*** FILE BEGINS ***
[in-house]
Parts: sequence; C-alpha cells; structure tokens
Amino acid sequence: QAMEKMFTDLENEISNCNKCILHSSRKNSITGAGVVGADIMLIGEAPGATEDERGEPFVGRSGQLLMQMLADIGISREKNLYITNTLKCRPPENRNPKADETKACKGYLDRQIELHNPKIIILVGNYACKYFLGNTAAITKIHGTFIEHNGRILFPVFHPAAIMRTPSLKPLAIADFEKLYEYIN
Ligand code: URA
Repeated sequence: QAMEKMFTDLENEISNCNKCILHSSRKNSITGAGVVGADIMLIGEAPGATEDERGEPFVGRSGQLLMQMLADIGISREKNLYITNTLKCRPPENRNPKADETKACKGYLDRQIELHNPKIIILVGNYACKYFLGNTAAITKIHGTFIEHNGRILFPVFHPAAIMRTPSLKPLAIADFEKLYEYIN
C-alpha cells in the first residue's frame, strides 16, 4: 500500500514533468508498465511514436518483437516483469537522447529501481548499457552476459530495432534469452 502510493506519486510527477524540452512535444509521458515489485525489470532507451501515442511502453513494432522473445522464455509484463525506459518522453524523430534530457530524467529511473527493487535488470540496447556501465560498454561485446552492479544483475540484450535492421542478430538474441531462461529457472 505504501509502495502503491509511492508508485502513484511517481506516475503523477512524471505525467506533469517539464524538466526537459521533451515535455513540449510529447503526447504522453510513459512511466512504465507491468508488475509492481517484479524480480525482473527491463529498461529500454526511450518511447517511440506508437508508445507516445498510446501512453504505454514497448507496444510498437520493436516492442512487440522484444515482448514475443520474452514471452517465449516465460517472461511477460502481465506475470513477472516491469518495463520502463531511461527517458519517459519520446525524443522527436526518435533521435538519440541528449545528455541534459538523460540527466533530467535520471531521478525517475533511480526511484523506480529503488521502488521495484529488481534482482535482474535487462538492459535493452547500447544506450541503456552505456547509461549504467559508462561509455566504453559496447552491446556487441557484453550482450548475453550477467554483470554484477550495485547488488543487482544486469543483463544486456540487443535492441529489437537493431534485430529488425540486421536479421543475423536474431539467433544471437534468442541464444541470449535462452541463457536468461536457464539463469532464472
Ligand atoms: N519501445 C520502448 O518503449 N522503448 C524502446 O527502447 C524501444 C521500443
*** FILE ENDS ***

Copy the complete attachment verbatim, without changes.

[in-house]
Parts: sequence; C-alpha cells; structure tokens
Amino acid sequence: QAMEKMFTDLENEISNCNKCILHSSRKNSITGAGVVGADIMLIGEAPGATEDERGEPFVGRSGQLLMQMLADIGISREKNLYITNTLKCRPPENRNPKADETKACKGYLDRQIELHNPKIIILVGNYACKYFLGNTAAITKIHGTFIEHNGRILFPVFHPAAIMRTPSLKPLAIADFEKLYEYIN
Ligand code: URA
Repeated sequence: QAMEKMFTDLENEISNCNKCILHSSRKNSITGAGVVGADIMLIGEAPGATEDERGEPFVGRSGQLLMQMLADIGISREKNLYITNTLKCRPPENRNPKADETKACKGYLDRQIELHNPKIIILVGNYACKYFLGNTAAITKIHGTFIEHNGRILFPVFHPAAIMRTPSLKPLAIADFEKLYEYIN
C-alpha cells in the first residue's frame, strides 16, 4: 500500500514533468508498465511514436518483437516483469537522447529501481548499457552476459530495432534469452 502510493506519486510527477524540452512535444509521458515489485525489470532507451501515442511502453513494432522473445522464455509484463525506459518522453524523430534530457530524467529511473527493487535488470540496447556501465560498454561485446552492479544483475540484450535492421542478430538474441531462461529457472 505504501509502495502503491509511492508508485502513484511517481506516475503523477512524471505525467506533469517539464524538466526537459521533451515535455513540449510529447503526447504522453510513459512511466512504465507491468508488475509492481517484479524480480525482473527491463529498461529500454526511450518511447517511440506508437508508445507516445498510446501512453504505454514497448507496444510498437520493436516492442512487440522484444515482448514475443520474452514471452517465449516465460517472461511477460502481465506475470513477472516491469518495463520502463531511461527517458519517459519520446525524443522527436526518435533521435538519440541528449545528455541534459538523460540527466533530467535520471531521478525517475533511480526511484523506480529503488521502488521495484529488481534482482535482474535487462538492459535493452547500447544506450541503456552505456547509461549504467559508462561509455566504453559496447552491446556487441557484453550482450548475453550477467554483470554484477550495485547488488543487482544486469543483463544486456540487443535492441529489437537493431534485430529488425540486421536479421543475423536474431539467433544471437534468442541464444541470449535462452541463457536468461536457464539463469532464472
Ligand atoms: N519501445 C520502448 O518503449 N522503448 C524502446 O527502447 C524501444 C521500443